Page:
Feb 20 Lenders are under increasing pressure from sponsors of European companies to accept more aggressive US-style terms on leveraged loans that would give them more flexibility amid an expected upturn in M&A activity. US practices such as covenant-lite structures became established features on European deals in 2014 and now other aspects of US loans are crossing the Atlantic. The changes will enable sponsors to raise additional debt and make acquisitions more easily than has been the case until now. Banks are seeking to capitalise on the expected increase in M&A activity and competition to win mandates is fierce. It means they are more accepting of requests from sponsors to underwrite deals with US-style documentation for European companies under UK law."Top-tier sponsors are pushing, and successfully so, especially on the stronger credits, for lenders to agree to more US-style docs," said Philip Bowden, co-head of leveraged finance at law firm Allen & Overy."Lenders are under increasing pressure to grant flexibility on incremental facilities to enable sponsors to raise more debt, particularly for acquisitions. As in the US, sponsors are pushing to reduce or remove the separate restrictions on making acquisitions."

Laxer loan docs also make it easier for sponsors to extract value from their assets through taking dividend payments at an earlier stage - and on lower thresholds - than they would be allowed to under traditional European lending practices.

GLOBAL VIEW One of the main drivers pushing banks in Europe to follow the US model is the increased globalisation of funds, which can invest in loans and bonds in either US dollars or euros. Given that they have already accepted such aggressive terms on US and transatlantic deals, they have limited grounds on which to push back against similar proposals in Europe, bankers said. Investors are more likely to support the laxer standards on larger loans for strong European companies in the right sectors, as such deals are likely to be more liquid on Europe's secondary market and therefore easier to trade into and out of.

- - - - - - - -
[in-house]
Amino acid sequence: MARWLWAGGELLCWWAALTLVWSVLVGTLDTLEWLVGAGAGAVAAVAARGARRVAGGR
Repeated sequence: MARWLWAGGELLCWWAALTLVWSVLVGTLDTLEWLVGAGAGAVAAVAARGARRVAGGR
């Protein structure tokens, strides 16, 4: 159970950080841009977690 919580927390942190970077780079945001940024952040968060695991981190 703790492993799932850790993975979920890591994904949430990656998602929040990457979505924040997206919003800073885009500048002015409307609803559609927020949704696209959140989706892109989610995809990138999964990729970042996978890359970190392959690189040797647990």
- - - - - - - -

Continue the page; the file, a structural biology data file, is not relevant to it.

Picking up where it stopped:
"We are starting to see docs for European companies under UK law that look quite a lot like US loans. If the size and sector are right and the business is strong and stable, there is a good case for it. It gives sponsors greater flexibility as the docs don't restrict acquisitions and there is a greater chance to pay a dividend earlier than in a traditional European deal," said Matthew Sabben-Clare, a partner at private equity firm Cinven."A lot of it is to do with the consolidation in the institutional buyer base as there is more money in the market but in fewer hands, (and those) are global debt managers."If investors accept the changes on the larger European deals, in time they are likely to appear on smaller loans, too - as was the case with the use of covenant-lite, which started as a feature on larger deals before appearing lower down the spectrum."It is only a matter of time before we see more flexible terms accepted on standalone European deals," one syndicate head said.